Frate Filippo di Tommaso dipintore

In another world, we would have gone to Florence again this year before spring, before the tourists really return. Out of season, the city becomes a delight,  the galleries and churches peaceful, the cafés and restaurants recovered by the locals. But it was not to be.

So, among other distractions, I’ve had to be reading art books instead. One that I have very much enjoyed is Megan Holmes’s Fra Filippo Lippi: The Carmelite Painter (Yale, 1999). (That detail is from the Annunciation that Lippi painted for Le Murate around 1443, and forms the cover.)

This is rather beautifully produced, as Yale’s large art books usually are. Indeed, I confess I initially bought it for the many illustrations. For Lippi is one of my favourite artists (if I could smuggle just one painting home from the National Gallery in London, it might well be the Annunciation there). So there was huge pleasure to be got just from a slow look at the reproduced paintings in Megan Holmes’s book. But then I found myself becoming thoroughly caught up in her project of trying to understand how Lippi’s work is bound up with his ambiguous relation to his friary. This is perhaps not the best written art monograph ever: it can be a little repetitive and sometimes overdoes the scholarly detail at the expense of the narrative flow.  But still,  I not only learnt a great deal about the particular artist recorded in the Carmine’s records as ‘Frate Filippo di Tommaso dipintore’, about his use of Carmelite imagery, and about the relation between his paintings and their particular varied religious settings. I also learnt — very late in the day for me! — some important lessons about how to look at early renaissance paintings more generally.  So, warmly recommended.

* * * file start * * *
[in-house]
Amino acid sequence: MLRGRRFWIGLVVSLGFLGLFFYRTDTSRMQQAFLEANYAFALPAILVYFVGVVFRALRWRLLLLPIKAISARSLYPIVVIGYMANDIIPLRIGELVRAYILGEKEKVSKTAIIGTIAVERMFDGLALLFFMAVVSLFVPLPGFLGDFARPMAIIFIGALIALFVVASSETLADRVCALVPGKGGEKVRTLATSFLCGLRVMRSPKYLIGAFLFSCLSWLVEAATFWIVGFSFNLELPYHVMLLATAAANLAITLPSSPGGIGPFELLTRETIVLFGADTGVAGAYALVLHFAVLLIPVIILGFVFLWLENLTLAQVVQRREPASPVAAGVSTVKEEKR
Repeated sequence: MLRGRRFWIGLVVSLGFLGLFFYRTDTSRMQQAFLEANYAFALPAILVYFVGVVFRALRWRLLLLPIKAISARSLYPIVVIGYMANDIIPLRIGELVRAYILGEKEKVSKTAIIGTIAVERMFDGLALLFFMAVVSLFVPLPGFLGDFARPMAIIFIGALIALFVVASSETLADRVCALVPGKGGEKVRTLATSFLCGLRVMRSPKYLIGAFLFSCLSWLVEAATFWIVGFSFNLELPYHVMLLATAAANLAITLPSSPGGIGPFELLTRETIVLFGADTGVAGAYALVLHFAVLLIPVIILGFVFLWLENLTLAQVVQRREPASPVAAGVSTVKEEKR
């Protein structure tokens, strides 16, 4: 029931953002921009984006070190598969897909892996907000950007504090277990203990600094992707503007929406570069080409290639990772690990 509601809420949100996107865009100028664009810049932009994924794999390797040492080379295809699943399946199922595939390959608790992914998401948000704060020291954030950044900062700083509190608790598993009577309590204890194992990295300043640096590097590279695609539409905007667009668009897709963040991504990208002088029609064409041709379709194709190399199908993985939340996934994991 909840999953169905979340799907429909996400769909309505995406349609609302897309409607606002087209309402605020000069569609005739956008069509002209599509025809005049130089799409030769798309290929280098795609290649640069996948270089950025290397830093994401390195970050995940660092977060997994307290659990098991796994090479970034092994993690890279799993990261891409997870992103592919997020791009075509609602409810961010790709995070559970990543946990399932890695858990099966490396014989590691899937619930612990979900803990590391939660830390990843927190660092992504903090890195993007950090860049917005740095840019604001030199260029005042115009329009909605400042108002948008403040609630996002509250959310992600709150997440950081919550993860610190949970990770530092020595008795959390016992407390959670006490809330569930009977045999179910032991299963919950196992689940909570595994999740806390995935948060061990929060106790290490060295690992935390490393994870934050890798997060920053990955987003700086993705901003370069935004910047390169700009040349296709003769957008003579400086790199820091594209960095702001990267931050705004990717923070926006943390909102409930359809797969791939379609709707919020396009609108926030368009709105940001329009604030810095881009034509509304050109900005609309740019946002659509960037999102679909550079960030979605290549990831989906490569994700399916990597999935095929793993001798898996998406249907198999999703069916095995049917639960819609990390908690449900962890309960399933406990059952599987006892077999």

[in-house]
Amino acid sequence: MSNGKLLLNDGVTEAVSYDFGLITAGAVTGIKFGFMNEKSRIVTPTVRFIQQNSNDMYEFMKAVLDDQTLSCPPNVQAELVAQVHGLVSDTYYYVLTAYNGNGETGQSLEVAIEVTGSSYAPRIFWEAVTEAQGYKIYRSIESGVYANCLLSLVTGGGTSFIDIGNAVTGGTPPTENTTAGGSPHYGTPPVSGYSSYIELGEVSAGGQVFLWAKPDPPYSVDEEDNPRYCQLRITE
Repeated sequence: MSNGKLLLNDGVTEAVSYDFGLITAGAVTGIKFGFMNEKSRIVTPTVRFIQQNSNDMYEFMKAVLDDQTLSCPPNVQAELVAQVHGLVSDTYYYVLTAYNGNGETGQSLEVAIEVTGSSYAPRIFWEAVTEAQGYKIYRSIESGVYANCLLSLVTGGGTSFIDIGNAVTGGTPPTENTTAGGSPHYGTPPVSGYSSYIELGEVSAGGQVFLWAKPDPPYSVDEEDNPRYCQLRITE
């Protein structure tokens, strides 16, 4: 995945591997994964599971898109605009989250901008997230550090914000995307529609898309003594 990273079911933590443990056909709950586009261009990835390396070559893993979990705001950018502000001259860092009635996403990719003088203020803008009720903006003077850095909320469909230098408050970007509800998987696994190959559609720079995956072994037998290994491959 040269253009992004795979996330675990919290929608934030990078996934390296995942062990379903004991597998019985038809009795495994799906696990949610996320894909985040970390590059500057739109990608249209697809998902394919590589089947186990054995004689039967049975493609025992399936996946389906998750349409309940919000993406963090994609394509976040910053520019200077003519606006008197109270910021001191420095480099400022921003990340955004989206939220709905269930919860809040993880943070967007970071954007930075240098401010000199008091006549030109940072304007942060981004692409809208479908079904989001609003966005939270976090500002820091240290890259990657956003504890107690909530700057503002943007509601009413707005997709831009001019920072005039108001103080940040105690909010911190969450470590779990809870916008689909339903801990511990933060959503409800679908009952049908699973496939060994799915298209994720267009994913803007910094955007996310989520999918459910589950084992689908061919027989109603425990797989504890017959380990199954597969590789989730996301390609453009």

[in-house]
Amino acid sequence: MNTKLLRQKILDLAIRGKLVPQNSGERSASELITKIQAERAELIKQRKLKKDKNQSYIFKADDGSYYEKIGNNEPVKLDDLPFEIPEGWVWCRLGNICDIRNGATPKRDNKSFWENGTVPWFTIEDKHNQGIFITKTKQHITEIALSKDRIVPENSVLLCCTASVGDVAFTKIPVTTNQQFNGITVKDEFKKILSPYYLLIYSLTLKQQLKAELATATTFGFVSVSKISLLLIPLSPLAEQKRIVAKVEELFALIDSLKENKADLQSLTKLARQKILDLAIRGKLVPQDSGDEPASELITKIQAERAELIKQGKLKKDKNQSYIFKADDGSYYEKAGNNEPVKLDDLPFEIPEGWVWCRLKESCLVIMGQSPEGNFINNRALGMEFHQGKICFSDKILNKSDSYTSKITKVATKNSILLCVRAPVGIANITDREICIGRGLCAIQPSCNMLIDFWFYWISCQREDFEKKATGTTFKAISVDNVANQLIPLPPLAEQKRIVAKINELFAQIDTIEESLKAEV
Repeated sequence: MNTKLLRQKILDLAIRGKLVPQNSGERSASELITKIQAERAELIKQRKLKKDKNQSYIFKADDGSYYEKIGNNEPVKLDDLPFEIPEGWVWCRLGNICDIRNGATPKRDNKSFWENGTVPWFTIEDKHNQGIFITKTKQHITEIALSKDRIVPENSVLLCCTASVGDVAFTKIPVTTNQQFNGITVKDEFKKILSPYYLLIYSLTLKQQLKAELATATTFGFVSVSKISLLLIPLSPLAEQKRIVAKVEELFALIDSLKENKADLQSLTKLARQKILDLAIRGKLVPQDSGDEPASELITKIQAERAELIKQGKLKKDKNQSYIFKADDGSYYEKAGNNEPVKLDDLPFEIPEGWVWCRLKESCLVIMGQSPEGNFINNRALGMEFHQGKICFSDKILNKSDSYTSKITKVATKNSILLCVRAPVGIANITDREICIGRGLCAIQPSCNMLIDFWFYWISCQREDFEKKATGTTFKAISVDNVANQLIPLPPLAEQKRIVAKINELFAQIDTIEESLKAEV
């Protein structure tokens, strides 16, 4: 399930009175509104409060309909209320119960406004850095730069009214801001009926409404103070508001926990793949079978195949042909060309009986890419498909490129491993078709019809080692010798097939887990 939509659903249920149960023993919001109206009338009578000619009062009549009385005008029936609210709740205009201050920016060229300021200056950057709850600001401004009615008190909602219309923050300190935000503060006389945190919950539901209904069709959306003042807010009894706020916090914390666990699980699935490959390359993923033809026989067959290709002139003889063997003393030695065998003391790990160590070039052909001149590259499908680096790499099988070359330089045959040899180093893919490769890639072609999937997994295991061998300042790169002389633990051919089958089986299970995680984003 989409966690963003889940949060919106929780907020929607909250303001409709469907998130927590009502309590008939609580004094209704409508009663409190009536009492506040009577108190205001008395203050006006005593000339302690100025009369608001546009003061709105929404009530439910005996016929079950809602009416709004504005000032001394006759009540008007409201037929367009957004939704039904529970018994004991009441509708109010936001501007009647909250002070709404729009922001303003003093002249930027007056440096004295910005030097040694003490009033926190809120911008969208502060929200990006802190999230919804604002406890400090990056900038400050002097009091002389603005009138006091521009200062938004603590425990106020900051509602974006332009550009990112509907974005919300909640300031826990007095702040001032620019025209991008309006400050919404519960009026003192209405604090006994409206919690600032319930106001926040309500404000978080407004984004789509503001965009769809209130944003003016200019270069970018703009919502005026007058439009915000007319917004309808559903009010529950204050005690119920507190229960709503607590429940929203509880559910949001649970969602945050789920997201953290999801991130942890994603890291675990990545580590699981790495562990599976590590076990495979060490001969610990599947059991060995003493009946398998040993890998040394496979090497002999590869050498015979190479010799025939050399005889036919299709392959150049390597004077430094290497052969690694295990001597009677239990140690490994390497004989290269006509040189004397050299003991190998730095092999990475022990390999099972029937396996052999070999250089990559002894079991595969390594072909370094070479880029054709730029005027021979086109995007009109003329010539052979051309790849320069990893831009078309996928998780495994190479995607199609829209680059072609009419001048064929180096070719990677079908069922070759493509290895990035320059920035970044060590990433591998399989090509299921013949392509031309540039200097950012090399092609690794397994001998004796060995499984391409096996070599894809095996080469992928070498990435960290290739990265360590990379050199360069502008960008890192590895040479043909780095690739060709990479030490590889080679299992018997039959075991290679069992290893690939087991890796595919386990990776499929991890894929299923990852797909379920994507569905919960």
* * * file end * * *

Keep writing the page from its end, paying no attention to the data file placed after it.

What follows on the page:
A footnote: You can still get Megan Holmes’s book second-hand, but significantly more expensively than when I bought my copy a couple of years ago. Moral: get art books when you are first tempted by them (whether exhibition catalogues or monographs like this one)! They far too readily go out of print and then aren’t reprinted. For example, about the time that I bought this book, I also bought Jean Cadogan’s Domenico Ghirlandaio: Artist and Artisan (Yale, 2001): that now costs at least four hundred pounds second-hand. So if there’s an art book you’ve been hankering after, don’t hesitate, snap it up now for a life-affirming lockdown treat!

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